Grow America is a national organization emerging from Utah to support, encourage, and strengthen entrepreneurialism wherever and whenever it is found. Its mission is to align the partners, vendors, mentors and capital entrepreneurs require to create and grow tomorrow’s successful companies. Beyond the creation of new businesses and the expansion of early stage and growth companies, Grow America’s ultimate goal is to put America back to work, step-by-step, one company and one community at a time.
Alan E. Hall is the founder of Grow America. Alan has achieved major successes in the world of entrepreneurship and business and also has established a foundation with his wife, Jeanne, that gives grants to registered charities. Alan takes risks and gets things done.
MO: Welcome to Mo.com, Alan. Why is the mandate of Grow America important to you?
Alan: Grow America is the outgrowth of a set of initiatives I’ve been working on for the past 5-7 years. As a VC and even as an angel investor, while I’ve had strong success in launching a number of companies – some 40-plus so far-I found myself having to say “no” hundreds of times for every time I was able to say “yes” and help get a new company off of the ground. Grow America is the answer. It’s the organization that provides education and access to needed resources for all of the individuals and companies the existing programs leave behind. Whether it’s funding, training, access to mentors, or the ability to determine if you have what it takes to succeed as an entrepreneur – Grow America exists to provide those answers, and in doing so, to move the needle on the economy by acting as a catalyst in the creation of hundreds of new companies and hundreds of thousands of new jobs, one community at a time.
MO: You started Grow Utah as a privately funded nonprofit entity in 2005. What are some of the successes that this project has had? Were there any aspects of Grow Utah that you were sure were going to succeed, but in the end, did not? What kind of learning comes from that type of experience?
Alan: Grow Utah Ventures has been a wonderful foundation to Grow America. That organization has been directly responsible for launching scores of new small companies, and its Concept-to-Company contests have been a precursor that has laid valuable groundwork for the broader programs Grow America is premiering right now. It continues to act as a conduit of community resources that support and enhance Grow America’s goals. Perhaps one of the learning experiences from that program has been that it would be easy to conclude that anyone, given the right resources, could become a budding entrepreneur. Not so—my next eBook, the 12 Characteristics of Entrepreneurs, will talk about those concepts some more. There are many people who aren’t suited to starting and leading a company. However, we’re progressively seeing that learning entrepreneurial skills makes every person more hirable and more successful within the entrepreneurial companies that are becoming the new “norm.” So we believe the training and resources are creating a stronger economic climate and a greater degree of self-reliance for all.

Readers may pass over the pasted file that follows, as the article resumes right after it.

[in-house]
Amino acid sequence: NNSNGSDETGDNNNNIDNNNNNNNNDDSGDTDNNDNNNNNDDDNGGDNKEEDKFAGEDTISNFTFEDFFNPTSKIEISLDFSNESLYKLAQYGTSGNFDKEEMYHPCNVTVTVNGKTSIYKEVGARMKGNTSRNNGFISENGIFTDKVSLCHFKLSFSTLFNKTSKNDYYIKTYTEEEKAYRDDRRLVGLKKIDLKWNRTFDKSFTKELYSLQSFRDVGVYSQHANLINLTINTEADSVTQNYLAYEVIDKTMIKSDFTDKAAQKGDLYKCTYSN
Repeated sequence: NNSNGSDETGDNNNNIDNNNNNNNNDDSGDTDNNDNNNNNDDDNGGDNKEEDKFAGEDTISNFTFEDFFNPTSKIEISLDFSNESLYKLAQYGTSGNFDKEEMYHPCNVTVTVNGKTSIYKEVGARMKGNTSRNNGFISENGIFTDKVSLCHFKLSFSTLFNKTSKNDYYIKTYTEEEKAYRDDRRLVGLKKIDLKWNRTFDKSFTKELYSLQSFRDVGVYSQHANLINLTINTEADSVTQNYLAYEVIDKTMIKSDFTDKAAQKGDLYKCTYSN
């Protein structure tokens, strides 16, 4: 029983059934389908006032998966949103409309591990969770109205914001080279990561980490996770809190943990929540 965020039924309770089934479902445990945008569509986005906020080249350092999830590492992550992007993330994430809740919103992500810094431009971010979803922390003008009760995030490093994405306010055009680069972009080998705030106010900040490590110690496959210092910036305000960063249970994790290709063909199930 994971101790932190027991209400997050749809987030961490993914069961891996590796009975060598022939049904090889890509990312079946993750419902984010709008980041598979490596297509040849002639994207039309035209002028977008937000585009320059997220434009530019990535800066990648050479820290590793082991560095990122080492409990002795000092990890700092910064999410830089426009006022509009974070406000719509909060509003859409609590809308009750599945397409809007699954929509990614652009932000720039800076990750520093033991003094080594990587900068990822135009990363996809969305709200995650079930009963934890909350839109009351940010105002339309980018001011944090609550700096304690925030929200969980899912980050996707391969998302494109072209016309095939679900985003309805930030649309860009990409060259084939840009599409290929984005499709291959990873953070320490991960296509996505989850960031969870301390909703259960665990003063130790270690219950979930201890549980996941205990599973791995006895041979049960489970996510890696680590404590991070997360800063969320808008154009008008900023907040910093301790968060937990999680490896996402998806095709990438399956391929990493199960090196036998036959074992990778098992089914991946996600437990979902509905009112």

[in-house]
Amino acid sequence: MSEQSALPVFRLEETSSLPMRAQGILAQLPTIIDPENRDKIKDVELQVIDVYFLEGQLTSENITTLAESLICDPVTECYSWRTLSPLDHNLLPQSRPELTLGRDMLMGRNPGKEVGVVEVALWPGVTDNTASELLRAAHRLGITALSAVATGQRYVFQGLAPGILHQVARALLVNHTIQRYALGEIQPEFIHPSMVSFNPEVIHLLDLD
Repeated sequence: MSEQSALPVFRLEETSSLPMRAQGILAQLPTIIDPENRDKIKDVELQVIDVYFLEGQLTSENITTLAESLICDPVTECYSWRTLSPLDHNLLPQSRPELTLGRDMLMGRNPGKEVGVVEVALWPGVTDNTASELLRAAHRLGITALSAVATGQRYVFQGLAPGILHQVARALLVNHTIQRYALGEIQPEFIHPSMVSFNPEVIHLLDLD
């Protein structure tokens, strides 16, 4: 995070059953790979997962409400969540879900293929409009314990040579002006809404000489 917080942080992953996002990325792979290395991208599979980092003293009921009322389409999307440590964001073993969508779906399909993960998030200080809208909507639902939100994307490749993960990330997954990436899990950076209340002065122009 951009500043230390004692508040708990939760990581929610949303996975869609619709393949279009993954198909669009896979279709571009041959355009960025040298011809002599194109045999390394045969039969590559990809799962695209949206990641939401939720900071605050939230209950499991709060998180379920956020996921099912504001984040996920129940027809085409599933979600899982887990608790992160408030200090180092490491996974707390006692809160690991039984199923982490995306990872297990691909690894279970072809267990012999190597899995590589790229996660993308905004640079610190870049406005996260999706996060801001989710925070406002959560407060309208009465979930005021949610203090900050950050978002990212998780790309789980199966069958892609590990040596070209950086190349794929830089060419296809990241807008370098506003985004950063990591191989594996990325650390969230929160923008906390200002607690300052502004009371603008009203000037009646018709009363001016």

MO: You’ve structured Grow America as a business. What motivated you to structure it differently than Grow Utah? What is the revenue model for Grow America?
Alan: Yes, Grow America is a for-profit enterprise. It’s funded (currently) by the sponsorship of major organizations who are willing to create new programs, new offerings, and special discounts for budding entrepreneurs and for early-stage and growth-stage companies, not only because it’s the right thing to do but also because it helps them create a growing wave of new customers who, as they succeed, become partners for life. So the chance to engage with these new companies is compelling to them. As we progress, there will likely be fee-based options that will benefit the organizations in our programs, and we will initiate them as they make sense. But in short, the for-profit structure makes it faster and easier for us to give our program strong traction and to expand to all regions more readily than if we were to simply align with others as a nonprofit entity. However, there are multiple non-profit organizations we can align our members with when we identify a good fit.
MO: Your Springboard contest on GrowAm.com is going to give away $ 1,000,000 in cash and services. Will you be expanding this contest outside of Utah in the future?
Alan: Yes, we will! Our plan is to expand to at least one additional locale before the end of 2012, and ultimately we would like to offer the program in all 50 states. We are in discussions with several national producers as well about the possibility of expanding the competitions into an hour-long weekly show that would bring more awareness of the resources we’re offering to entrepreneurs in all parts of the U.S. and ultimately even beyond.